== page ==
But everyone recognizes that there will never be public money to pay the entire cost of reaching 15 million acres of cover crops in Iowa, much less for funding full implementation of the INRS, estimated at about $4 billion. Acknowledging this reality, a group called the Iowa Agriculture Water Alliance, backed by three of Iowa’s core commodity groups—the Iowa Soybean Association, the Iowa Corn Growers Association, and the Iowa Pork Producers Association—has been focusing on economic development arguments for pursuing the clean-water strategy. Last year, Secretary Northey got behind this effort, announcing a new “Conservation Infrastructure” initiative intended to identify the business opportunities and infrastructure requirements necessary to make the INRS succeed.
Northey recruited Gaesser as his co-chair for the initiative, and Carlson as his cover crop expert. Carlson summarizes their discussions: “We are asking, ‘What are the gaps to scaling conservation in Iowa?’ The first step is to identify those gaps; the second step is to address them. What’s needed to meet the nutrient reduction guidelines? What do we need out there in the landscape?” Taking cover crops as an example, she does the math: “There are about 88,000 farmers in Iowa. Fifteen million acres of cover crops means something like 50,000 farmers planting cover crops.” Among other things, “That means 400,000 acres of [cover crop seed] production. Those are economic opportunities” for farmers, for seed dealers, for co-ops, for equipment manufacturers. Already, a few young farmers have launched businesses providing custom cover crop services.
“We need to get creative,” Carlson emphasizes. “There’s money to made by being green in the winter in Iowa.”
The group’s argument is backed up by research at Iowa State University’s Center for Agricultural and Rural Development, which has estimated that 2,801 direct and indirect full-time jobs would be created by implementing the INRS scenario involving 60 percent cover crop adoption.
Carlson has also spent time thinking about how consumers could get involved in bringing about these kinds of changes in the Iowa landscape—for instance, through the creation of a “rotationally raised” label for corn and soybeans, so purchasers could know they were buying corn and soybeans grown with cover crops, or in longer rotations like those modeled in Liebman’s study. The metrics to document these kinds of labels already exist, Carlson notes, in the form of projects like the Field Print Calculator, developed by Field to Market, or the Cool Farm Tool, a greenhouse gas and biodiversity calculator developed by the Cool Farm Alliance. Both of these are industry initiatives, with limited consumer recognition or market return to farmers, at least for now. Carlson would like to see such projects go further, both in encouraging farmers to adopt more sustainable practices and in passing on to farmers the added value such labels could create. Alternatively, she’d like to see farmers themselves organize to define and create a market for “rotationally raised” corn and soybeans.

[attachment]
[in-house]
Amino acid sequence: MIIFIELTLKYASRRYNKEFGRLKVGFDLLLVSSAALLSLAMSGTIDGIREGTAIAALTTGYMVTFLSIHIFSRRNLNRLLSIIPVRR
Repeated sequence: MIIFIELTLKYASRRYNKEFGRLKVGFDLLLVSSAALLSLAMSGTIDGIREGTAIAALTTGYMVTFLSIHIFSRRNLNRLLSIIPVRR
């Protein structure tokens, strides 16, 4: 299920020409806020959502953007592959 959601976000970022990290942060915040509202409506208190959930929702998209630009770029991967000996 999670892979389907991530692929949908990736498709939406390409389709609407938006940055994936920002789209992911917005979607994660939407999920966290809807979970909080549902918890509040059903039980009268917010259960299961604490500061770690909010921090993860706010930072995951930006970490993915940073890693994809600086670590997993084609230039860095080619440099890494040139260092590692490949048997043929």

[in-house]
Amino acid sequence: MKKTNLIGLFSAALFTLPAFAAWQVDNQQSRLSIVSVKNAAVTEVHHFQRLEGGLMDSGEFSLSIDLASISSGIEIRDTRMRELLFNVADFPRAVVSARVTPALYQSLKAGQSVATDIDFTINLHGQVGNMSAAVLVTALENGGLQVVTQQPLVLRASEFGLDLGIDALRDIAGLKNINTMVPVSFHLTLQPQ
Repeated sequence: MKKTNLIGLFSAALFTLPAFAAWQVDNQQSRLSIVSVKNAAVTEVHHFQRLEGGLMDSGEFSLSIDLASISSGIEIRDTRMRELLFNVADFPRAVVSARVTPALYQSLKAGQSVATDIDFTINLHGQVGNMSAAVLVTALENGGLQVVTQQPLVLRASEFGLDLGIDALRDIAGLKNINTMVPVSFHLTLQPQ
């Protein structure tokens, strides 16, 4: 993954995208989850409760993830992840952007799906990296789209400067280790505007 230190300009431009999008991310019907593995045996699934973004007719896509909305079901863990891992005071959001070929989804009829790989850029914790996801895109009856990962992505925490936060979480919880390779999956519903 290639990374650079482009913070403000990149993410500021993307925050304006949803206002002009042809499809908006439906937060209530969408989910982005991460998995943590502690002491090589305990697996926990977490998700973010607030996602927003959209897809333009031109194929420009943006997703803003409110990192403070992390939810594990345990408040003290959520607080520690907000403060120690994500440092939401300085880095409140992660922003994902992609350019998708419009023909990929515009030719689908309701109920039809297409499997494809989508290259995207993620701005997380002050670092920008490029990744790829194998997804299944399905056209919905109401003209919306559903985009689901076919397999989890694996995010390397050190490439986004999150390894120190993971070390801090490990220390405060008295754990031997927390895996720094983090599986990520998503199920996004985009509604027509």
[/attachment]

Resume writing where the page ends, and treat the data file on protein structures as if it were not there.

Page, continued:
These kinds of ideas point to a final benefit of making winter cover crops a standard practice in Iowa, which is that they can act as a driver for stimulating adoption of three- or four-crop rotations on at least a portion of Iowa’s corn and soybean land, with the potential to generate additional economic and environmental benefits. Take the case of oats: Iowa used to grow a lot of oats—872,000 acres as recently as 1978, according to USDA data—which is one reason there are still major oat processing facilities in Iowa. Today, those mills process oats grown in Canada or the Ukraine, and when Iowa farmers try to grow oats they sometimes have trouble finding a buyer. Since any of the small grains—rye, barley, oats, triticale—can be grown as cover crops, and since they can all be transformed into a variety of food and feedstuffs for both animals and people, growing lots of cover crops has the potential to stimulate a whole range of market opportunities for agricultural diversification in the Midwest.
Diversification like that might lie far in the future; for the moment, farmers like Ray Gaesser are focused on corn and soybeans. But making corn and soybeans compatible with clean water is starting to sound like an idea most Iowans can get behind.
Correction: An earlier version of this story misstated the year the results of Matt Liebman’s crop rotation trial were published.